Seventeen-year-old identical twins rose and Sage Baker are Palm Beach heiresses best known for their massive fortunes and penchant for flashing the paparazzi. Their grandmother offers to pay off Megan’s loans if she can tutor the girls and get them into Duke. But the twins aren’t about to bend their celebutante schedules to learn algebra. Megan quickly discovers that she has to know her Pucci from her Prada to reach these students. If she can look the part, maybe–just maybe–she can teach them something. What Megan could never imagine is what the whole experience is about to teach her…

It’s a predictable novel. I mean, come on, it’s chick lit! It’s a nice little story minus the profanity, promiscuity, underage drinking, lying,  unbelievable naivety of an adult, etc…

Why did I keep reading it? The story is catchy and…I was hoping all the other stuff would just go away. You know how some books (and movies) start off with objectionable material and then as the story progresses the objectionable material subsides–that’s what I was expecting.

Take out the junk and it’s a cute story…but otherwise…it’s tainted.

How to Teach Filthy Rich Girls has been adapted to as the  TV series Privileged on the WB.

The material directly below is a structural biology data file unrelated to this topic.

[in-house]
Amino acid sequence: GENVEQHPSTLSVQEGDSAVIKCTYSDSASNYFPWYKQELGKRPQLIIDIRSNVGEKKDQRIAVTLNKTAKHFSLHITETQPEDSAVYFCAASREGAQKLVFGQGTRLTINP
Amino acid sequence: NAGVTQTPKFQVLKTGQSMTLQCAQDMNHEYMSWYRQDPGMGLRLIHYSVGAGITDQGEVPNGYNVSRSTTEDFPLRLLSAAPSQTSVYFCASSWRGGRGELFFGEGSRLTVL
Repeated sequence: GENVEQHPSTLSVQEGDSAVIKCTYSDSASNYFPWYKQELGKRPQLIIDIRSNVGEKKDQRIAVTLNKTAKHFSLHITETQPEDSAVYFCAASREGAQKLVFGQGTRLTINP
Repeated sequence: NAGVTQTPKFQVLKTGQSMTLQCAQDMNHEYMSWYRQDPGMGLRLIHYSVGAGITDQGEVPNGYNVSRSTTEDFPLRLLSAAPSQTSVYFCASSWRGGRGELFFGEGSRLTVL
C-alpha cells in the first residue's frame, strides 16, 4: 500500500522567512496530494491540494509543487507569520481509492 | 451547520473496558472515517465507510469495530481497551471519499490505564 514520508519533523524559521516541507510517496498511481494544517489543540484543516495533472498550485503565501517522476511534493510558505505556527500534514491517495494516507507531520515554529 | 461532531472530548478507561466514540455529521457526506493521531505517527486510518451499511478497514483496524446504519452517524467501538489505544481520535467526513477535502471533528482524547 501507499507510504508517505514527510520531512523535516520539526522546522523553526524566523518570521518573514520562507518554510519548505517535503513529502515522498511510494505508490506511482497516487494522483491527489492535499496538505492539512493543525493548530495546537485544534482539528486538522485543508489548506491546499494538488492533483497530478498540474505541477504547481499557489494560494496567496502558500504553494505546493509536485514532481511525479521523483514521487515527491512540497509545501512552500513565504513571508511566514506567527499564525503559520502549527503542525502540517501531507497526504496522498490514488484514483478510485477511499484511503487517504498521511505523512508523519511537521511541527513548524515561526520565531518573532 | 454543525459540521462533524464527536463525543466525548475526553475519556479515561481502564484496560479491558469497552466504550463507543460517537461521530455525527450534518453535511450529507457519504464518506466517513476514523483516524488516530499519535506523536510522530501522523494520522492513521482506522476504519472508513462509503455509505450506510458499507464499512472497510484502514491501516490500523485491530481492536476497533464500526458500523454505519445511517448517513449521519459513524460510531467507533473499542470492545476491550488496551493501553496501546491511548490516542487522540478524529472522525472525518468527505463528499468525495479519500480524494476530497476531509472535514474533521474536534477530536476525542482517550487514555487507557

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I had seen Me & Mr. Darcy by Alexandra Potter around a few different places and being an Austen fan I thought I might enjoy it.large_79949

I tried. But there were so many problems with the book. The biggest is that the character that’s supposed to represent Mr. Darcy is a big jerk, to put it lightly. It’s one thing for Mr. Darcy to be prideful, but he does have good moral character. And Emily (ie, Elizabeth) was just unbecoming and annoying.

Then there’s this whole alternate time-and-space continuum, I don’t know what, happening. Where the “real” Mr. Darcy keeps showing up in random places and asks Emily why she’s dressed so weird and etc. These sections were awkward and poorly written.

This novel is a chick lit attempt of taking a classic novel with great characters and turning it into a fast-paced, modernized romance and trying to fit it into the current media mold. Bottom line: It doesn’t work.

I wouldn’t waste your time.